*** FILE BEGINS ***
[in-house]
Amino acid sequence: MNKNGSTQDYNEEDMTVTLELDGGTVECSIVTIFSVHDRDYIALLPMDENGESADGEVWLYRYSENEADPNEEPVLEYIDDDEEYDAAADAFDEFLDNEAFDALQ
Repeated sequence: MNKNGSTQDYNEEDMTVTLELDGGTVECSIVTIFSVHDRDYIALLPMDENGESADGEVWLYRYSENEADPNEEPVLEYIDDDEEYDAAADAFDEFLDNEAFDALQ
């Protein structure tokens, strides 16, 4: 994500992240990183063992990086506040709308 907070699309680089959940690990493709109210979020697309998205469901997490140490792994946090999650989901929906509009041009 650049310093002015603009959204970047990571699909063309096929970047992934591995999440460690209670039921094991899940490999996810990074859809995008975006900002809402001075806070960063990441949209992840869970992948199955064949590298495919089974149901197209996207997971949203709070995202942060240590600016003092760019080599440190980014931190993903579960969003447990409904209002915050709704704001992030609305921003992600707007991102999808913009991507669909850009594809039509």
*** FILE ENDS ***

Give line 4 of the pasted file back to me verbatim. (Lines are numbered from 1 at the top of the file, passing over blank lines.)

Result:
């Protein structure tokens, strides 16, 4: 994500992240990183063992990086506040709308 907070699309680089959940690990493709109210979020697309998205469901997490140490792994946090999650989901929906509009041009 650049310093002015603009959204970047990571699909063309096929970047992934591995999440460690209670039921094991899940490999996810990074859809995008975006900002809402001075806070960063990441949209992840869970992948199955064949590298495919089974149901197209996207997971949203709070995202942060240590600016003092760019080599440190980014931190993903579960969003447990409904209002915050709704704001992030609305921003992600707007991102999808913009991507669909850009594809039509």